We build websites. After every project, we wait a few weeks to let the dust settle, and then we review Analytics together. These calls are really to make sure that the site is performing well, but the conversation never stops there. It's about feedback and friendship, relationships and sometimes referrals.

• Did we meet your expectations? How could we have done better?

• Is there anything else we can do for you?

• How can we keep improving on the work we've done together?

• Do you know anyone else who might need our help?

Retention is about satisfaction, which is unknown without communication. And that communication needs to be part of a process and a culture. Follow up, then follow up again.

Angela White

ProProfs Survey Maker | Product & Marketing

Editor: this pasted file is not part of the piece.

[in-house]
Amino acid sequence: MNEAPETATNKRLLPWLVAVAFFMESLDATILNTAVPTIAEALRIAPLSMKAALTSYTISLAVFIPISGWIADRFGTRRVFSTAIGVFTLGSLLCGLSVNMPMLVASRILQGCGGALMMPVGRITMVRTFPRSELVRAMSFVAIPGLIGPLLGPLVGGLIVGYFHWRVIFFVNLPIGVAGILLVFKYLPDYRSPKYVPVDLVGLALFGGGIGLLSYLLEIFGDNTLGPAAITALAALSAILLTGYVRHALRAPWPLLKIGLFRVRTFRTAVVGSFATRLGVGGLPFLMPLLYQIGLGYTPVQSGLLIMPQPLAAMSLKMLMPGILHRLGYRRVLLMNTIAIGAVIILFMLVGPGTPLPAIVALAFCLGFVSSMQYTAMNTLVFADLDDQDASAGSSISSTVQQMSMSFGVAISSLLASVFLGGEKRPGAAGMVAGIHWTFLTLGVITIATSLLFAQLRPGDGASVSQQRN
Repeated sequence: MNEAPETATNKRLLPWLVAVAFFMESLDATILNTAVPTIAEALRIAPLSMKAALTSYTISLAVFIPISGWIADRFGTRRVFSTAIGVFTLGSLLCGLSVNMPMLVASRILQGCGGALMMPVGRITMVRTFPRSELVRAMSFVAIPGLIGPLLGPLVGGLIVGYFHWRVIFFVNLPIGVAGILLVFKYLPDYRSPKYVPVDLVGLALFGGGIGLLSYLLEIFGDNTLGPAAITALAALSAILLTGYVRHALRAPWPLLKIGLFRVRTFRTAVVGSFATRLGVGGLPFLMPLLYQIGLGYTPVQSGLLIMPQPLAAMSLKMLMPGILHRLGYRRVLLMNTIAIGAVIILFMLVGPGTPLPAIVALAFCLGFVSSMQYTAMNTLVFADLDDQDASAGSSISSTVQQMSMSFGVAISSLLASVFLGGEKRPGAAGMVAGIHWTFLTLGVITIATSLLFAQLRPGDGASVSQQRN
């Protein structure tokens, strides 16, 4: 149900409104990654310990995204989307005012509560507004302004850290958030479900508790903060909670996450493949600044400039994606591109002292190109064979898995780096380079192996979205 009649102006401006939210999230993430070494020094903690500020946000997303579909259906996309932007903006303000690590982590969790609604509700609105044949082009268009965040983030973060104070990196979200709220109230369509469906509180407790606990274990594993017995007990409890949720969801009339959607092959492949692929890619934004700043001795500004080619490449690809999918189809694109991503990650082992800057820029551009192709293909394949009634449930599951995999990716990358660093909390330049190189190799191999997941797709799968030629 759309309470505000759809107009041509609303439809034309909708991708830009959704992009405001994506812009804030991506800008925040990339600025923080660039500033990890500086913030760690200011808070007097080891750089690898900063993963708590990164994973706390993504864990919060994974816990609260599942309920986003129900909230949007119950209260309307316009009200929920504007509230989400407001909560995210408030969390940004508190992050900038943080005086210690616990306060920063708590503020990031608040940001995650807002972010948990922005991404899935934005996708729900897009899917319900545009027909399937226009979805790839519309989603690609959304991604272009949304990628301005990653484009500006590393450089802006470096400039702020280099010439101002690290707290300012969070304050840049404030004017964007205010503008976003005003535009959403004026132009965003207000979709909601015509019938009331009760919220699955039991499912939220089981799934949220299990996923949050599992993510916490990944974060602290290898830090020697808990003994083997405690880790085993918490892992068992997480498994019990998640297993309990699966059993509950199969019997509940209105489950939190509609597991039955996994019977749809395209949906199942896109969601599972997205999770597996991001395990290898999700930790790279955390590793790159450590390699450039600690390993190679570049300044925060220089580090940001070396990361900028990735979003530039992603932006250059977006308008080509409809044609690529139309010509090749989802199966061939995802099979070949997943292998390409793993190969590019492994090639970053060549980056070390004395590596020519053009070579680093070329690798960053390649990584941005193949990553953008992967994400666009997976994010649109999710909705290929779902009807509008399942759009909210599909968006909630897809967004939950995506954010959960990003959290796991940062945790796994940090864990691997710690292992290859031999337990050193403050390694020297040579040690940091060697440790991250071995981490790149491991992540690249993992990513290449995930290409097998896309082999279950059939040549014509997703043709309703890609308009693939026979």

As a company that believes in providing delightful customer support and engagement, we aim to keep the user hooked at various stages of the customer’s buying process. We leverage customer feedback surveys in three different ways to build an honest communication with the user to provide speedy and practical responses.

1. Feedback sidebar forms: Customers can have queries anytime when they are on the website. With feedback sidebar forms, they can connect with us, the moment they feel the need for it.

2. Popup surveys: When a customer ‘clicks’ to abandon the website, a popup survey flashes in front of them. This allows them to share the cause of their frustration and why they want to discontinue.

3. NPS surveys: Regular NPS surveys help us monitor if our customers are happy with our products/services or not. We utilize the NPS data to fuel our product development and marketing strategies.

Gena Carlstrom

Stampli | Senior Product Marketing Manager

We put these strategies in place to ensure a positive customer experience and retention:

1. Provide ease-of-use for both everyday, power users to infrequent users.

2. Be highly responsive (<5 minute response time for questions).

3. Establish a strong relationship from the start with customers with fast and easy implementation to set them up for success and see improvements fast.

John Doherty

Credo | Founder & CEO